Maybe it’s the the crippling hangover talking or maybe I’m just sad and have nothing better to do on a Saunday afternoon, rather then sit and rant about a few carrots thrown down the bin. But you know what? Try to grasp the utter nonsense of what we do with our food: we trash the planet for resources, add chemicals to the soil to accelerate food growth in order to feed the growing number of people on this planet. And then we waste one third of it because it doesn’t look good enough or we simply do not need it. At the same time we forget that other people can’t even afford the wonky, unwanted food that we thoughtlessly throw away. This idea is even more disgusting than going through the bin: it’s our consent for the widespread turpitude and inequality that is spoilt, even more than the food we, so comfortably throw away.
Call me a fool and a hopeless optimist but I always seemed to think that despite the horrible things that happen in the world on a daily basis, there is hope. I believe in people. I always have. Yes, there are terrible and atrocious things happening everywhere. The modern world is savaged by inequality, crime, corruption, collusion, war, natural disasters, violation of human rights. But somehow, I thought that the world seems to be waking itself up from the slumber of ignorance and more people are becoming more aware of what is going on around them. We are getting more and more educated, the current technology allows quicker communication, information access at a rate that was unimaginable just years ago. Our schools provide our children with enough information that will allow them one day to tackle the issues the world is struggling with now. And then I grab the recent issue of “The Guardian” and read this:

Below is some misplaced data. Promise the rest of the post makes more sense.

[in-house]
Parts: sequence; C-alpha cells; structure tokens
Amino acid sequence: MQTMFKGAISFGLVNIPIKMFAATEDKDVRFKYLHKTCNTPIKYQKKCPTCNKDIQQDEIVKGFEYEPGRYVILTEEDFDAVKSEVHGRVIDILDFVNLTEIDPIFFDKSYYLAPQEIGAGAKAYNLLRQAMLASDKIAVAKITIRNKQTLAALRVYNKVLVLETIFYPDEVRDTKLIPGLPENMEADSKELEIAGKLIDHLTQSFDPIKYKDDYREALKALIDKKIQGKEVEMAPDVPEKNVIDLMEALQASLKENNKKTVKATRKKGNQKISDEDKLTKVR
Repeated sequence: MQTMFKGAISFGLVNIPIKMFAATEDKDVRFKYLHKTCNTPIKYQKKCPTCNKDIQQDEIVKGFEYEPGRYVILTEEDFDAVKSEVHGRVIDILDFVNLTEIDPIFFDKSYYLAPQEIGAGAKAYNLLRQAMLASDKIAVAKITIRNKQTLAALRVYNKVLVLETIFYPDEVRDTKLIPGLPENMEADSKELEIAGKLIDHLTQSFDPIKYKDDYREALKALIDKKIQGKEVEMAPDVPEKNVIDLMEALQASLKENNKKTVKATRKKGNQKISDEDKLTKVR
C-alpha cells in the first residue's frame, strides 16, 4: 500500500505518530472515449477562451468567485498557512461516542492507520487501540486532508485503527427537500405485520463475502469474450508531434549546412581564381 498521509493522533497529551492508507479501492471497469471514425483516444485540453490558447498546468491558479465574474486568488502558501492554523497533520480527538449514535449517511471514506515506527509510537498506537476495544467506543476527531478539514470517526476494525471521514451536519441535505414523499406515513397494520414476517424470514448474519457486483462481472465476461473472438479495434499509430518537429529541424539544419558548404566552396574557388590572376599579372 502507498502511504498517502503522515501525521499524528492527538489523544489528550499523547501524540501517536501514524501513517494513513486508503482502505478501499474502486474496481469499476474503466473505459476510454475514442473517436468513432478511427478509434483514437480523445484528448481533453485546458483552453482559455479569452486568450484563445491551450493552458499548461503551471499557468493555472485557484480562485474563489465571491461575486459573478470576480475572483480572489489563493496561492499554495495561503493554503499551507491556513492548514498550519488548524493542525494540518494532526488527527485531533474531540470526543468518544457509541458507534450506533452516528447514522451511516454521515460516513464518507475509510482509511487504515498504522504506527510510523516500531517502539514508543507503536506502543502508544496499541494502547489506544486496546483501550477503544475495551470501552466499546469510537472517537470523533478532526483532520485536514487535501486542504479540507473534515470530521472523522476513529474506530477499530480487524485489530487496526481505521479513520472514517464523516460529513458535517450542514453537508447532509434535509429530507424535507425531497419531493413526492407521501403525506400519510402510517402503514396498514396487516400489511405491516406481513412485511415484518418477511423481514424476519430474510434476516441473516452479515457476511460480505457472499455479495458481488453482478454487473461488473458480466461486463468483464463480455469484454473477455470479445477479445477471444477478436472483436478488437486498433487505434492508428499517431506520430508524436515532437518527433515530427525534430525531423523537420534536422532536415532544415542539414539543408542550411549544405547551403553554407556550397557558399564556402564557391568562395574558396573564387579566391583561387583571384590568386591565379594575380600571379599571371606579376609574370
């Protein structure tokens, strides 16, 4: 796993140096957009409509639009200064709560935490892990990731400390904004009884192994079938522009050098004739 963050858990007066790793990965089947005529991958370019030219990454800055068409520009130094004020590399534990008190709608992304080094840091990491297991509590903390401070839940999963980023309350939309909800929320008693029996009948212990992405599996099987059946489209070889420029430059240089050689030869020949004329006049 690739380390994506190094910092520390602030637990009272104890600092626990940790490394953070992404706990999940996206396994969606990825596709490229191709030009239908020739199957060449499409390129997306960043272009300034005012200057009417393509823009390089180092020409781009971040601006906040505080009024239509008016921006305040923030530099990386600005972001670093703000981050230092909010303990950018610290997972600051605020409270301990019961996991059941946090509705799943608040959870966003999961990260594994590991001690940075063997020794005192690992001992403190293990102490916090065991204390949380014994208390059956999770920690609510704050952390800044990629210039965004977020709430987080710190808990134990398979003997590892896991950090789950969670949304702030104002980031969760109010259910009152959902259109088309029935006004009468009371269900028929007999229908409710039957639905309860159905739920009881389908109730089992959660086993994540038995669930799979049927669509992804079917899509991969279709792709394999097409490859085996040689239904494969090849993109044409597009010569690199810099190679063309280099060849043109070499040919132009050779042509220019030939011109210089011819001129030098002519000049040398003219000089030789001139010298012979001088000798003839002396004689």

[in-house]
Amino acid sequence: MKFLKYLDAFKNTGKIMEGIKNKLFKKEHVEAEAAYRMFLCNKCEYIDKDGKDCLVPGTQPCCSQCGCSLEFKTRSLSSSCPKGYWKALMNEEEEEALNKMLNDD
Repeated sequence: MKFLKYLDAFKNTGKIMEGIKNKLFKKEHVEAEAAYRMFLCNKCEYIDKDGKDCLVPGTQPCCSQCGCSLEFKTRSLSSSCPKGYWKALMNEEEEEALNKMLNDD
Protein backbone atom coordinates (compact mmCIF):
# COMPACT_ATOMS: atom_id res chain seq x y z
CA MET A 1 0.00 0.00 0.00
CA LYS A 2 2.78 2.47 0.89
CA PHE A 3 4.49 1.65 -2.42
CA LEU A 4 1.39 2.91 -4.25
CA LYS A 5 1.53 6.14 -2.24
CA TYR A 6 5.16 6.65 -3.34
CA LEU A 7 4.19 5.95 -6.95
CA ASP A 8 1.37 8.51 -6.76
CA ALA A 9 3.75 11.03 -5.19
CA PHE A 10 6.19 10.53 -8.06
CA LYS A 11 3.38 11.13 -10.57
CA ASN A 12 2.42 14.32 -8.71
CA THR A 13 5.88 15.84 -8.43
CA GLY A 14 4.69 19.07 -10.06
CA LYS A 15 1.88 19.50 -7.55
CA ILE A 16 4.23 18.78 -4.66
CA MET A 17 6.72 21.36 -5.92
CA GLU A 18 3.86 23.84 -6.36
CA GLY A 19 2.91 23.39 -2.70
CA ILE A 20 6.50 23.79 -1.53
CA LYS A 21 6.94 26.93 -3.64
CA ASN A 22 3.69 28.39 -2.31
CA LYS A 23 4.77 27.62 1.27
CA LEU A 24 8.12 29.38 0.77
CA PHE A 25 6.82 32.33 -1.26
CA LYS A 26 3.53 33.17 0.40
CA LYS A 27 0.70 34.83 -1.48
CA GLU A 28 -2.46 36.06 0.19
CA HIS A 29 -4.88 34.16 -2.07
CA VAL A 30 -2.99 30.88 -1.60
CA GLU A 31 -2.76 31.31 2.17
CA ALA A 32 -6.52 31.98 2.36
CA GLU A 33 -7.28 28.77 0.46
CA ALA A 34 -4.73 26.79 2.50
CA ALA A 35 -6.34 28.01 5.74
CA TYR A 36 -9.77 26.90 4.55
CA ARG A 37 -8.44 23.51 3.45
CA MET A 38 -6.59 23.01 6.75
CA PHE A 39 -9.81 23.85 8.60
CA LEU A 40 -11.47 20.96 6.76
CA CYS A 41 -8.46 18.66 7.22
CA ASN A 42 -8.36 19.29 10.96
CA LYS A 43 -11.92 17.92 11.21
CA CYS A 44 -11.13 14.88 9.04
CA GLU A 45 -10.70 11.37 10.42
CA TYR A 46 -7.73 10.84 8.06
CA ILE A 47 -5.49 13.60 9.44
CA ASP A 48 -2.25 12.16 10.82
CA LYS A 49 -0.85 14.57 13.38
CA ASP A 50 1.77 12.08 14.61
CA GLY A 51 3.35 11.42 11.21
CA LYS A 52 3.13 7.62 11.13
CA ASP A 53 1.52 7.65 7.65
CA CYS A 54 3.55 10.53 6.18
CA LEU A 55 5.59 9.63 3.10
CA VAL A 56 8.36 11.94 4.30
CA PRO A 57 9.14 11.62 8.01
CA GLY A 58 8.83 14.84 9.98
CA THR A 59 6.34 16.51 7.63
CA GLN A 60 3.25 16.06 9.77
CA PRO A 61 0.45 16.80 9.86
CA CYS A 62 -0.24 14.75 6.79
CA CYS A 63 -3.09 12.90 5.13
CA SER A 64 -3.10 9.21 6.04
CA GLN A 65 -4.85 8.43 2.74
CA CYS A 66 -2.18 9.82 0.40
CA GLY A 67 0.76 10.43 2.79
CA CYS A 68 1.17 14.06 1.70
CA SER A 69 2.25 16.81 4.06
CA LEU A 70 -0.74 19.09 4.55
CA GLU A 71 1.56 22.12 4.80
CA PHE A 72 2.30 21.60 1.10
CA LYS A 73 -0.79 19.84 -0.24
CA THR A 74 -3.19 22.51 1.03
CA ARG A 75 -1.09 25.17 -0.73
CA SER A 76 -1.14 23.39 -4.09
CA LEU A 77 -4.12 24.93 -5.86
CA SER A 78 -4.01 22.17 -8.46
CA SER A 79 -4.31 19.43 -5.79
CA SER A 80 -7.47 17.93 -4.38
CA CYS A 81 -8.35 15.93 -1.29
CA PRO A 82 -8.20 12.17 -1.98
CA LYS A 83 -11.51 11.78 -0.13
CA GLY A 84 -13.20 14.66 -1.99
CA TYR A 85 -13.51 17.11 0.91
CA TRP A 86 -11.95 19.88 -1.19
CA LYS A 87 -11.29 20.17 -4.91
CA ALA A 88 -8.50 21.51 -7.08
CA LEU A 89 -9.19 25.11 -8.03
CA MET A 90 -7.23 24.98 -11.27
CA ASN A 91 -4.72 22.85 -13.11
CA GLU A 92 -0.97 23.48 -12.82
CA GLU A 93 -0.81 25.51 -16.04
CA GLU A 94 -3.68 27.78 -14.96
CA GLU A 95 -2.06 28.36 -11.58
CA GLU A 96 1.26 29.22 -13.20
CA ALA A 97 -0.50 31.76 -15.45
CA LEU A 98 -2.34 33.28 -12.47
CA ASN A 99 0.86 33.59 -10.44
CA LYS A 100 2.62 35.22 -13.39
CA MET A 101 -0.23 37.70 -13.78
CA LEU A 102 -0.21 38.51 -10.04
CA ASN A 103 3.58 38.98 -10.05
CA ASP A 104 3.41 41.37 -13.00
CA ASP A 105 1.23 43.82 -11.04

“Debate about climate change has been cut out of the national curriculum for children under 14”